When King Leopold of Belgium seized the Congo he was after a colony – he was after wealth and prestige in the halls of power in Europe. He never even visited Congo; it didn’t matter. He didn’t care; didn’t need to know; didn’t feel it had any importance. What he did need – rubber. Before synthetics, rubber came from trees in the orient; in Congo it came from vines. It was Leopold’s ticket to immense riches; and consequently the Belgian thirst for rubber was insatiable. A wise steward bleeds a rubber vine slowly, so as not to kill it. But Belgians wanted more, greater amounts than the vines could not provide. If the villagers did not have full buckets when the Force Publique, the feared mercenaries came through they would receive the ultimate punishment. It was the Belgians who invented the chopping of hands. Out of fear the balance of village life changed. Planting ceased; rituals of births and deaths and marriages ended. It all became about the rubber. In their desperation they would slash whole vines and bleed them, draining them of their lifeblood for the insatiable occupiers. Because they could no longer farm, their eating habits changed. Gone were the beans and the spinach and the goat. They switched to fufu, big balls of boiled manioc; a food that requires no work to harvest and very little preparation. Forget that it also has no nutrients – life would be infinitely shorter anyways for the Congolese if they did not produce the buckets-full of rubber for their oppressors.
The violence changes things.
Profoundly, permanently – irreversibly, the violence is changing Venezuela. In Caracas – people don’t go out at night. There is an unofficial curfew – imposed by the gangs. Restaurants are closed, malls do not work. There is no power anyway, so would bother? And no money to spend, even if the stores had something. In Libya, during the years of Qaddafi, life changed. The walls around houses became high; neighbors have ears and eyes are always unwelcome, un-trusted. The dictator’s spies paid well for information. In Raqqa it’s the boredom, when it’s not the brutality, which accompanies people’s lives. Music, dancing – weddings – iftars; they are all gone. People stay home – when they must go out they hold their heads down and cover up. They always will.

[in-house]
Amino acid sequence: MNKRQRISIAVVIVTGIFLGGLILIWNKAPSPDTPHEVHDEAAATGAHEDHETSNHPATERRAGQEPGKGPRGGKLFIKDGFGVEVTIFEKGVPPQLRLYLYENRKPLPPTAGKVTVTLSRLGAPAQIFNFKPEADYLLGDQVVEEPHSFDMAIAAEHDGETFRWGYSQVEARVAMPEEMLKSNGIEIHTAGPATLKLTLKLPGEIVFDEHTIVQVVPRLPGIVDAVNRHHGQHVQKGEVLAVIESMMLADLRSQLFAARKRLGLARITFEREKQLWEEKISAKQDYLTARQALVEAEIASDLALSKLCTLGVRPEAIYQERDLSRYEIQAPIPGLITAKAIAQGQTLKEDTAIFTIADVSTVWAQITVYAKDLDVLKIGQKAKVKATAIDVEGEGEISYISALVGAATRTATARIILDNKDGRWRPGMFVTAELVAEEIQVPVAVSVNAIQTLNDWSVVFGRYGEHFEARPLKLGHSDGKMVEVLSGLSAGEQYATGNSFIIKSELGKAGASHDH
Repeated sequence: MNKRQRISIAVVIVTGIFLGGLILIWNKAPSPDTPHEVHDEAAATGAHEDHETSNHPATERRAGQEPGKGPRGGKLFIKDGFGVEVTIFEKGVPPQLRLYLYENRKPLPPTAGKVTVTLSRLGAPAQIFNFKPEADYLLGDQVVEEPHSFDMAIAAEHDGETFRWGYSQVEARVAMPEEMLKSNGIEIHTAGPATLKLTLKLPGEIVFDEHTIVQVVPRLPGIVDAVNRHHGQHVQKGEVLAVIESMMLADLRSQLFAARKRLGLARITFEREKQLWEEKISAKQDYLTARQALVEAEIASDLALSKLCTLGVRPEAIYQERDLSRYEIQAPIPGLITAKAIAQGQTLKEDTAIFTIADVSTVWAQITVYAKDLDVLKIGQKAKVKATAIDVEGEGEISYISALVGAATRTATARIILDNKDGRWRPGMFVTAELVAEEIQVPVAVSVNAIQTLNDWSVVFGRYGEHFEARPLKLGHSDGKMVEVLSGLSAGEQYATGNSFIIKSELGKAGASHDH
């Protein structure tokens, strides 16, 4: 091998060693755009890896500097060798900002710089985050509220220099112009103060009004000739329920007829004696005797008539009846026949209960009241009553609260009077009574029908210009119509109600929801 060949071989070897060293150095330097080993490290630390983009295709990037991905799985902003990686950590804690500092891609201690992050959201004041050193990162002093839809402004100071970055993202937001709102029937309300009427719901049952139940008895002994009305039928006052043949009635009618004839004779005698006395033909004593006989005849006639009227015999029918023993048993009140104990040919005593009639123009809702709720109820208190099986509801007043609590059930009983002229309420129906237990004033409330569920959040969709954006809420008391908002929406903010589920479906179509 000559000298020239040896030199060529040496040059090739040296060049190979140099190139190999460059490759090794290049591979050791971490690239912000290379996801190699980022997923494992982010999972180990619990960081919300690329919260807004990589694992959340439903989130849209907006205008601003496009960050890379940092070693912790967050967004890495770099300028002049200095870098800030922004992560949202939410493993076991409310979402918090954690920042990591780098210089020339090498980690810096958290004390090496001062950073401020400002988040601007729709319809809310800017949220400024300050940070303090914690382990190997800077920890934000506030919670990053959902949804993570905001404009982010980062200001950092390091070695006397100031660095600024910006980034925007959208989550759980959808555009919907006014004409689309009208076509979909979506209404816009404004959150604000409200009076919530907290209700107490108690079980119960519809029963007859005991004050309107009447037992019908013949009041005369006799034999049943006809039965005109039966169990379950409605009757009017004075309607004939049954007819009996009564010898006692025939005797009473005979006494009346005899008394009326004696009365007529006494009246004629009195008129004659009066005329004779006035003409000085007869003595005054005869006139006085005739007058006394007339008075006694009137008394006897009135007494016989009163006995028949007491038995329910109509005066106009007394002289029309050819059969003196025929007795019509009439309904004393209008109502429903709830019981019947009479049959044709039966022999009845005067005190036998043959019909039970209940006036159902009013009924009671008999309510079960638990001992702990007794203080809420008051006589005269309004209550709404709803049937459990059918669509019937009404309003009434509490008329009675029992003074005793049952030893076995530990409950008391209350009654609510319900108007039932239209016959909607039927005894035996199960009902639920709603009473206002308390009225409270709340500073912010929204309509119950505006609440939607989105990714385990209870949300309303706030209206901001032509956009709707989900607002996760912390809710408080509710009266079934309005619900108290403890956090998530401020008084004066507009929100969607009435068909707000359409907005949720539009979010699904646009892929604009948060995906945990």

The hunger changes things.
In Caracas, the seat of authority the stores are half full at best; the government trying to placate the angry masses. In the villages, the hunger is consuming. Mango and yucca – that’s what they are eating; until the rainy season ends and the mango goes away. Then what? Who knows. Distrust, envy, bitterness. Sorrow, these are the new feelings of a formerly freedom-loving people who thought about life as a party. Now it’s about existence. Seven meals – I’ve said it before – the difference between stability and mayhem is seven meals. But hungry people cannot fight; because hungry people are only obsessed with that one thing. Its humiliating, the hunger. When you once had plenty – when you can remember those times.
The conversations are all about food these days too. How to survive; and what it must be like in the interior. A video of a starving baby; not Ethiopia, not parts of India. But Carabobo state – where I used to stop for fish empanadas during the times of plenty. What can people do – trying to make the difficult decisions in poverty? The brutality of a regime that never really cared exposed. How often have we seen this before? It never ends well.
Dictatorship changes things.
In Congo they still talk about the Belgians. I lived there for years – I know. And the Force Publique, also Congolese – mercenaries who were paid to brutalize their own, the colonizers couldn’t even be bothered to do that, the worst of all labors. In Venezuela – they will talk about the days of hunger forever; like the Periodo Especial in Cuba, or the Killing Fields in Cambodia or the genocide in Rwanda: did you know that North Koreans are a full six inches shorter on average than their South Korean cousins? Self-inflicted destruction is more dramatic; a country falling upon itself and bleeding out in ever-tighter circles; like water going down a drain. First the borderlands go, then the interior, then the regional capitals – and finally Caracas; one great food kitchen with boiling pots of dogs and cats and pigeons in front of an endless line of people with Styrofoam bowls.
When will it end? The hunger. That, of course, is the question – which keeps those of us who think about it up at night; but that is a facile worry for those of us far away – because for those who have not eaten, sleep is impossible.